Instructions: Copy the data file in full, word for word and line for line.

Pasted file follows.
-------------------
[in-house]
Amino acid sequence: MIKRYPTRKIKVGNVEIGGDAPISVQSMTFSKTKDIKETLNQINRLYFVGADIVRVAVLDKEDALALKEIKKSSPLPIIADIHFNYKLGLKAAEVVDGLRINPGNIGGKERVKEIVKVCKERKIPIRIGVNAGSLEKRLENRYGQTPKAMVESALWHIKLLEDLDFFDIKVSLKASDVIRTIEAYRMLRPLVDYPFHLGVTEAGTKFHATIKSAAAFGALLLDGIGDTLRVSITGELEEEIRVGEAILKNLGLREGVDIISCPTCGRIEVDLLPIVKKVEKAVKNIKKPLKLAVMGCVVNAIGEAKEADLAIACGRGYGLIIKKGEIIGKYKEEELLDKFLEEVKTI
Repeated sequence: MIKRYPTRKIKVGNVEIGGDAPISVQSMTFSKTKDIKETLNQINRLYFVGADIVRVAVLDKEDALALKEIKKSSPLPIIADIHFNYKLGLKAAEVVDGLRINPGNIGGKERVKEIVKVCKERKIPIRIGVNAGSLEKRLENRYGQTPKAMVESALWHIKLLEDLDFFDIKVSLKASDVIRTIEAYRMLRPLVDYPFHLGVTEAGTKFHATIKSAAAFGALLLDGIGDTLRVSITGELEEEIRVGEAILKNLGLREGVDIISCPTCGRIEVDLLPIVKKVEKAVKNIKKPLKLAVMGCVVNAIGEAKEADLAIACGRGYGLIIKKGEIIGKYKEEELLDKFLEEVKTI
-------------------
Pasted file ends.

[in-house]
Amino acid sequence: MIKRYPTRKIKVGNVEIGGDAPISVQSMTFSKTKDIKETLNQINRLYFVGADIVRVAVLDKEDALALKEIKKSSPLPIIADIHFNYKLGLKAAEVVDGLRINPGNIGGKERVKEIVKVCKERKIPIRIGVNAGSLEKRLENRYGQTPKAMVESALWHIKLLEDLDFFDIKVSLKASDVIRTIEAYRMLRPLVDYPFHLGVTEAGTKFHATIKSAAAFGALLLDGIGDTLRVSITGELEEEIRVGEAILKNLGLREGVDIISCPTCGRIEVDLLPIVKKVEKAVKNIKKPLKLAVMGCVVNAIGEAKEADLAIACGRGYGLIIKKGEIIGKYKEEELLDKFLEEVKTI
Repeated sequence: MIKRYPTRKIKVGNVEIGGDAPISVQSMTFSKTKDIKETLNQINRLYFVGADIVRVAVLDKEDALALKEIKKSSPLPIIADIHFNYKLGLKAAEVVDGLRINPGNIGGKERVKEIVKVCKERKIPIRIGVNAGSLEKRLENRYGQTPKAMVESALWHIKLLEDLDFFDIKVSLKASDVIRTIEAYRMLRPLVDYPFHLGVTEAGTKFHATIKSAAAFGALLLDGIGDTLRVSITGELEEEIRVGEAILKNLGLREGVDIISCPTCGRIEVDLLPIVKKVEKAVKNIKKPLKLAVMGCVVNAIGEAKEADLAIACGRGYGLIIKKGEIIGKYKEEELLDKFLEEVKTI